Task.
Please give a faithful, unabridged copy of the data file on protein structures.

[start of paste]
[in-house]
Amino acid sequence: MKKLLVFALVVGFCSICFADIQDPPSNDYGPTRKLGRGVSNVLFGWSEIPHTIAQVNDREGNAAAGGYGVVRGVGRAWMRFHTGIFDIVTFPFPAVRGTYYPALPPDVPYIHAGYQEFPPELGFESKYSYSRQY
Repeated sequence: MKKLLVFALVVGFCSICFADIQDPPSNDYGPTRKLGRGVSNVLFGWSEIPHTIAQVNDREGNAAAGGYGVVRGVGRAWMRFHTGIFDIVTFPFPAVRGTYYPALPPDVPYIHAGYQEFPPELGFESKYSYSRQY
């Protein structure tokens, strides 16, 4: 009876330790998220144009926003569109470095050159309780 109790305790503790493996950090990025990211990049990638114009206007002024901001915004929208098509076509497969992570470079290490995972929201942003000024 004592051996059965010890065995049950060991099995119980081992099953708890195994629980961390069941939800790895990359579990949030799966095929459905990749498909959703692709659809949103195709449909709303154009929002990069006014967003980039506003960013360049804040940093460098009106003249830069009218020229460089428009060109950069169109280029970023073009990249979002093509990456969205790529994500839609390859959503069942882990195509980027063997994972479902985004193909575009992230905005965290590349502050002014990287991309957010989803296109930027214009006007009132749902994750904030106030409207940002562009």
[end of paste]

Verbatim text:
[in-house]
Amino acid sequence: MKKLLVFALVVGFCSICFADIQDPPSNDYGPTRKLGRGVSNVLFGWSEIPHTIAQVNDREGNAAAGGYGVVRGVGRAWMRFHTGIFDIVTFPFPAVRGTYYPALPPDVPYIHAGYQEFPPELGFESKYSYSRQY
Repeated sequence: MKKLLVFALVVGFCSICFADIQDPPSNDYGPTRKLGRGVSNVLFGWSEIPHTIAQVNDREGNAAAGGYGVVRGVGRAWMRFHTGIFDIVTFPFPAVRGTYYPALPPDVPYIHAGYQEFPPELGFESKYSYSRQY
């Protein structure tokens, strides 16, 4: 009876330790998220144009926003569109470095050159309780 109790305790503790493996950090990025990211990049990638114009206007002024901001915004929208098509076509497969992570470079290490995972929201942003000024 004592051996059965010890065995049950060991099995119980081992099953708890195994629980961390069941939800790895990359579990949030799966095929459905990749498909959703692709659809949103195709449909709303154009929002990069006014967003980039506003960013360049804040940093460098009106003249830069009218020229460089428009060109950069169109280029970023073009990249979002093509990456969205790529994500839609390859959503069942882990195509980027063997994972479902985004193909575009992230905005965290590349502050002014990287991309957010989803296109930027214009006007009132749902994750904030106030409207940002562009």